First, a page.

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 By Lee Roden

Barcelona icon Laszlo Kubala, the man who shaped the club's history

Before Lionel Messi, Ronaldinho and Johan Cruyff, there was Laszlo Kubala. The Hungarian's time at Barcelona came well before the days of YouTube or even colour television, but his legend at the club persists strongly to this day, marked most clearly by the towering bronze statue of him that stands in the grounds of the Camp Nou.

On the 65th anniversary of his debut in the Blaugrana shirt, it is worth looking back at the player who -- as the Joan Manuel Serrat song goes -- even Pele, Diego Maradona and Alfredo Di Stefano couldn't touch.

Kubala was a true superstar of his time who caught the attention of locals so well that it was necessary to build the Camp Nou just to accommodate them. His route to Barcelona was incredibly complicated. He was born in pre-World War II Budapest, and when he was a child, his mother was concerned that he dedicated too much time to football and not enough to books, but in hindsight she needn't have worried.

At age 15 he played his first top-flight game, and at 17 he made his international debut for his birth nation and earned his first contract with Ferencvarosi TC. In what became a theme in his early career, he was soon on the move, beginning four years of journeys north, and then south again, in order to avoid military service in both his home country and the Czechoslovakia of his parents.

In 1948 he risked his life by fleeing communist Hungary, seeking to earn a decent living as a professional footballer and avoid participating in the propaganda of the regime.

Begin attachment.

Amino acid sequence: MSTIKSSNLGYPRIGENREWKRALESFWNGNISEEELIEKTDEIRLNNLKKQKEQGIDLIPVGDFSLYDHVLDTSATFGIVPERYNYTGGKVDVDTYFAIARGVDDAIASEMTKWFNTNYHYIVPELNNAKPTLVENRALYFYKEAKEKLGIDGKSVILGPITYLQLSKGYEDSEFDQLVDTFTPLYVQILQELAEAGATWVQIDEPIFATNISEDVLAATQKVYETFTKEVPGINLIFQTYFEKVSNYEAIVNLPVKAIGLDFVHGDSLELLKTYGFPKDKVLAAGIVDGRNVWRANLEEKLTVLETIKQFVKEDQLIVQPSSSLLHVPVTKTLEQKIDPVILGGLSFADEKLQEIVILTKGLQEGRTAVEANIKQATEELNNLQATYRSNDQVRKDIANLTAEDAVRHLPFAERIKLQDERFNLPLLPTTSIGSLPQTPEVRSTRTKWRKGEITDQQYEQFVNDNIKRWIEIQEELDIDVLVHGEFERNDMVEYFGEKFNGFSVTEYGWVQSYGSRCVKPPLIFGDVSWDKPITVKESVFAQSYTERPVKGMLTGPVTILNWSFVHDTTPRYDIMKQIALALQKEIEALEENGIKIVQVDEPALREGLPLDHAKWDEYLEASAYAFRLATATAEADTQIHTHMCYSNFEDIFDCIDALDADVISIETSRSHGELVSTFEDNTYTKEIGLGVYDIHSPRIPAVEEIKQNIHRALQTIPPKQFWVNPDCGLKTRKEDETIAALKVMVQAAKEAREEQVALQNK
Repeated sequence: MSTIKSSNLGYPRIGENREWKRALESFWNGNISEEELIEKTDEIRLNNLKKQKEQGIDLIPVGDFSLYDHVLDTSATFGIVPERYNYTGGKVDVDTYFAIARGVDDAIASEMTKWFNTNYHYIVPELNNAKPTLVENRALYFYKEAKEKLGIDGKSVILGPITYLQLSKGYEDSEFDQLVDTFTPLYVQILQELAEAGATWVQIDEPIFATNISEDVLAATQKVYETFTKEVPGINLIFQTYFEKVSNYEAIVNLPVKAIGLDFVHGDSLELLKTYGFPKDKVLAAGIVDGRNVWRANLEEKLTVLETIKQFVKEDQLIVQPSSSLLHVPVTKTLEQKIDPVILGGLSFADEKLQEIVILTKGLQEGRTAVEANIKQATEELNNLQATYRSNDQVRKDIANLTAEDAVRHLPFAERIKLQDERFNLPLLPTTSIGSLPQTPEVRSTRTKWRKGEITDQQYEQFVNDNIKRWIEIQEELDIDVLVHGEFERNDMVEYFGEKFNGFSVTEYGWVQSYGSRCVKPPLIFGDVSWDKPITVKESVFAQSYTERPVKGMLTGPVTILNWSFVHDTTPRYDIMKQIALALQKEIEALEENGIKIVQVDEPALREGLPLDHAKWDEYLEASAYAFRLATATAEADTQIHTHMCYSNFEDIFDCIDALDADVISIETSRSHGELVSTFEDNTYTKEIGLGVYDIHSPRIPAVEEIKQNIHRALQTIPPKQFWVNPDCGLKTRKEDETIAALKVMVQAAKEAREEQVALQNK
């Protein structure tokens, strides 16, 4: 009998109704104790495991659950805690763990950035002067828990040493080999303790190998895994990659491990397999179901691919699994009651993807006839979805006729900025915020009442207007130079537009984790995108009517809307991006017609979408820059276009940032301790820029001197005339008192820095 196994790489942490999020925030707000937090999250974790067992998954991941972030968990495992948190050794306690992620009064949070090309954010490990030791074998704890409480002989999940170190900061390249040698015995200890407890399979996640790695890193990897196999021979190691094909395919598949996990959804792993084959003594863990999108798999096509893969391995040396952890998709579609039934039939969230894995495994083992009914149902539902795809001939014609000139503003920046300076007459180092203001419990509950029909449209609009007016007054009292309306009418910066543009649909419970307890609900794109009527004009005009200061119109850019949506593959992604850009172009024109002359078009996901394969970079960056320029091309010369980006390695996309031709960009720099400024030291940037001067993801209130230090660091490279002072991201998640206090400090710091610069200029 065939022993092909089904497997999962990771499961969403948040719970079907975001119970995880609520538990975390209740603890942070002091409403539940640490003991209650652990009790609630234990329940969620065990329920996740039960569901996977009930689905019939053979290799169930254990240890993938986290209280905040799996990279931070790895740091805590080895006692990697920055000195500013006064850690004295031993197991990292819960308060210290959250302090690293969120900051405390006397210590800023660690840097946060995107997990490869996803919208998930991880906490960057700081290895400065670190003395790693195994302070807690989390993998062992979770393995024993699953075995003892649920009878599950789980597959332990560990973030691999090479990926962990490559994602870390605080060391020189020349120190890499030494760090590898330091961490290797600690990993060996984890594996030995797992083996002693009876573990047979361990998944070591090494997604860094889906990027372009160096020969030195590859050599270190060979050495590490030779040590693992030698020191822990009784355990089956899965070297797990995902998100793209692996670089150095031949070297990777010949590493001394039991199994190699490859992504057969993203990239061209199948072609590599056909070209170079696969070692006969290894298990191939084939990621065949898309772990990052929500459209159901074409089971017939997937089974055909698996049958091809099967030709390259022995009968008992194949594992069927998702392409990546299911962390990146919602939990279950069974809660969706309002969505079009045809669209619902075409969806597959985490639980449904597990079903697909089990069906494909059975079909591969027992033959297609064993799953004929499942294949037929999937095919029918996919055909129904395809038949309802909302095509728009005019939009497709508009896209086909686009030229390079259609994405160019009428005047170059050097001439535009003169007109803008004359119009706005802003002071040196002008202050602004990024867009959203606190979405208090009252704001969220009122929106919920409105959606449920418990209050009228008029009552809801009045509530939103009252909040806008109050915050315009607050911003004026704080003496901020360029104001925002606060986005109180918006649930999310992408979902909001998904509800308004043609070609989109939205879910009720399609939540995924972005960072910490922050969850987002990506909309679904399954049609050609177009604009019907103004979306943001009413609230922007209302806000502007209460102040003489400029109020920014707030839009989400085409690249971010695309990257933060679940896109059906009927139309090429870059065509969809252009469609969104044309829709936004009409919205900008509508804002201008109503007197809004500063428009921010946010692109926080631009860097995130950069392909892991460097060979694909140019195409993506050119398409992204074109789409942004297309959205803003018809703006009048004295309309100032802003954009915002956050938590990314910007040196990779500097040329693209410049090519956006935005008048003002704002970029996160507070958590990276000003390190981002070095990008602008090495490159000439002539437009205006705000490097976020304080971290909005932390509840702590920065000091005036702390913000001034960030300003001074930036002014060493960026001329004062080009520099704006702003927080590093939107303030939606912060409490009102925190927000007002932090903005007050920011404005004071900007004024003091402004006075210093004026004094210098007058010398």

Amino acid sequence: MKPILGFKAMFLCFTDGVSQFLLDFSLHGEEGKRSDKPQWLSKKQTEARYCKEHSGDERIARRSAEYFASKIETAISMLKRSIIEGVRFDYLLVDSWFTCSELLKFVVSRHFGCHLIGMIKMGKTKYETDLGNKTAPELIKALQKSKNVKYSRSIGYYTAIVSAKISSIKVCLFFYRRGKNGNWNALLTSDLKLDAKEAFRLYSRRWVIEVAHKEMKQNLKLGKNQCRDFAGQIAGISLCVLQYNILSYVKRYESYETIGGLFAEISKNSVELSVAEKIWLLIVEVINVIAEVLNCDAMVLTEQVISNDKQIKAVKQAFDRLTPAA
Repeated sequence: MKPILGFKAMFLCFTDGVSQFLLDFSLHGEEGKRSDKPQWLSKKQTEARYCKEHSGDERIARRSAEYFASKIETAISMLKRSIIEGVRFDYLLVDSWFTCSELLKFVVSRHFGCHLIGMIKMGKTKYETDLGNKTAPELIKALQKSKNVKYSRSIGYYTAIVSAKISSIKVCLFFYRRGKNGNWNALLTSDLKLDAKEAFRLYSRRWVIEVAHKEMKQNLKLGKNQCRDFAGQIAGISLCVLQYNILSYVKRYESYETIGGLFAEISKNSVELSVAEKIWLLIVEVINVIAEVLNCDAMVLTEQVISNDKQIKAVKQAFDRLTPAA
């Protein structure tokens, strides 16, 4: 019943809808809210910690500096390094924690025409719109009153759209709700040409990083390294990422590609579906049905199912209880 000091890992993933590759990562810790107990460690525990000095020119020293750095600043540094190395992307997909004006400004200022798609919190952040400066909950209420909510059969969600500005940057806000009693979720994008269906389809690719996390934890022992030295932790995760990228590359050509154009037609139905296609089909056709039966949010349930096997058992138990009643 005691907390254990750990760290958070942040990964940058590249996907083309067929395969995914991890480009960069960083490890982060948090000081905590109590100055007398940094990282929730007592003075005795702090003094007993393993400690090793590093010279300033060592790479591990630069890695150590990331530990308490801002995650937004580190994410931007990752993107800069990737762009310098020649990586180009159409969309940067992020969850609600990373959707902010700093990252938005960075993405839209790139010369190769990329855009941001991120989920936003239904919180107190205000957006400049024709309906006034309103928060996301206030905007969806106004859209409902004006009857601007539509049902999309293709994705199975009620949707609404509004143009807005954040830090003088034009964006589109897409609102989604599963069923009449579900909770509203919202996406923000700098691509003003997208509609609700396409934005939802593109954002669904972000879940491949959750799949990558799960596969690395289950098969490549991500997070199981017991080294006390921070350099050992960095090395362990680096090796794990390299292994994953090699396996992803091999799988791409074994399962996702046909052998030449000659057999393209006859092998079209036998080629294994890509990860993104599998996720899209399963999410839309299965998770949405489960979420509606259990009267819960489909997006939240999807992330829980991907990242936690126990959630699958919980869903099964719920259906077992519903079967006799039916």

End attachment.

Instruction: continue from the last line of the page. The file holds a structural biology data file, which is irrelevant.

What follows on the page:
Dressed as a soldier, he crossed the border first into Austria, and then Italy, where he lived in a refugee camp in Rome for a period. Undeterred, he continued to train, playing football in the camp and eventually helping to form a team comprised of its inhabitants. The side would eventually travel to Spain to play against the Spanish national team and Real Madrid, among others.

That tour proved to be pivotal in Kubala's story, as it would bring him into contact with then-Barcelona sporting director Pep Samitier. After watching Kubala, Samitier wasted little time in making an offer. There was only one problem: After being reported to FIFA as a defector by the Hungarian football federation, it wasn't clear that Kubala could legally play for any club in the first place. According to Jimmy Burns in "La Roja: A Journey Through Spanish Football," Samitier simply told the Hungarian attacker not to worry; Barca would fix it.

Fix it they did, and though the details of exactly how that was achieved are murky at best, it is believed that the sporting director used connections within the Franco regime  to get around the red tape. The fact is that Kubala was cleared to play professionally within a year. His deal earned him seven times more than Cesar Rodriguez, Barcelona's then-icon and the club's all-time top scorer for decades.

Kubala made his Barcelona debut on Oct. 12, 1950, in a 4-0 friendly win over Osasuna, and it didn't take long for his teammates and coach to figure out that the side should be built around him.